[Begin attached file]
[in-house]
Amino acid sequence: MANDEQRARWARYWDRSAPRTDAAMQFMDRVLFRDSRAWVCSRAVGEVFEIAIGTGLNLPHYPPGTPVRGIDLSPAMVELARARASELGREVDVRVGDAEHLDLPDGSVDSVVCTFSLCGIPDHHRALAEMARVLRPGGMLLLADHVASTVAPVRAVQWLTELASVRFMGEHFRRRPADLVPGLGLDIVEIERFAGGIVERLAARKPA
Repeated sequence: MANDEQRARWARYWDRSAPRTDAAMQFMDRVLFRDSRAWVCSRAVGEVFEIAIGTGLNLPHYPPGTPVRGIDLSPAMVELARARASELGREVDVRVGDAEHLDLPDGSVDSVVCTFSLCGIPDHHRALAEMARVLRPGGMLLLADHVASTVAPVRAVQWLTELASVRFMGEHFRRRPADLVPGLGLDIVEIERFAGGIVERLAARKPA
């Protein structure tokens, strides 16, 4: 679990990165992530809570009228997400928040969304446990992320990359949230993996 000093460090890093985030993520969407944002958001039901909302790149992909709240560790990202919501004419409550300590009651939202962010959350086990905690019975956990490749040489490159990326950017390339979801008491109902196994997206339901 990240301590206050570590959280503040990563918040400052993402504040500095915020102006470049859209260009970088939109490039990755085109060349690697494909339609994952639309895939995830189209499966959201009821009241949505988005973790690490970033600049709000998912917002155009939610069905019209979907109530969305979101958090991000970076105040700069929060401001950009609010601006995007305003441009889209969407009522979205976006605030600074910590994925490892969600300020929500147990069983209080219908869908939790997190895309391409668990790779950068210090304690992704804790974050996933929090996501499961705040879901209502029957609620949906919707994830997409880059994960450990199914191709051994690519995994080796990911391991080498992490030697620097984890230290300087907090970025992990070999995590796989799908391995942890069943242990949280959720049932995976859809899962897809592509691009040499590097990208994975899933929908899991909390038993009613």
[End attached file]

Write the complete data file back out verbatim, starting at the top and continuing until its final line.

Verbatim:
[in-house]
Amino acid sequence: MANDEQRARWARYWDRSAPRTDAAMQFMDRVLFRDSRAWVCSRAVGEVFEIAIGTGLNLPHYPPGTPVRGIDLSPAMVELARARASELGREVDVRVGDAEHLDLPDGSVDSVVCTFSLCGIPDHHRALAEMARVLRPGGMLLLADHVASTVAPVRAVQWLTELASVRFMGEHFRRRPADLVPGLGLDIVEIERFAGGIVERLAARKPA
Repeated sequence: MANDEQRARWARYWDRSAPRTDAAMQFMDRVLFRDSRAWVCSRAVGEVFEIAIGTGLNLPHYPPGTPVRGIDLSPAMVELARARASELGREVDVRVGDAEHLDLPDGSVDSVVCTFSLCGIPDHHRALAEMARVLRPGGMLLLADHVASTVAPVRAVQWLTELASVRFMGEHFRRRPADLVPGLGLDIVEIERFAGGIVERLAARKPA
């Protein structure tokens, strides 16, 4: 679990990165992530809570009228997400928040969304446990992320990359949230993996 000093460090890093985030993520969407944002958001039901909302790149992909709240560790990202919501004419409550300590009651939202962010959350086990905690019975956990490749040489490159990326950017390339979801008491109902196994997206339901 990240301590206050570590959280503040990563918040400052993402504040500095915020102006470049859209260009970088939109490039990755085109060349690697494909339609994952639309895939995830189209499966959201009821009241949505988005973790690490970033600049709000998912917002155009939610069905019209979907109530969305979101958090991000970076105040700069929060401001950009609010601006995007305003441009889209969407009522979205976006605030600074910590994925490892969600300020929500147990069983209080219908869908939790997190895309391409668990790779950068210090304690992704804790974050996933929090996501499961705040879901209502029957609620949906919707994830997409880059994960450990199914191709051994690519995994080796990911391991080498992490030697620097984890230290300087907090970025992990070999995590796989799908391995942890069943242990949280959720049932995976859809899962897809592509691009040499590097990208994975899933929908899991909390038993009613």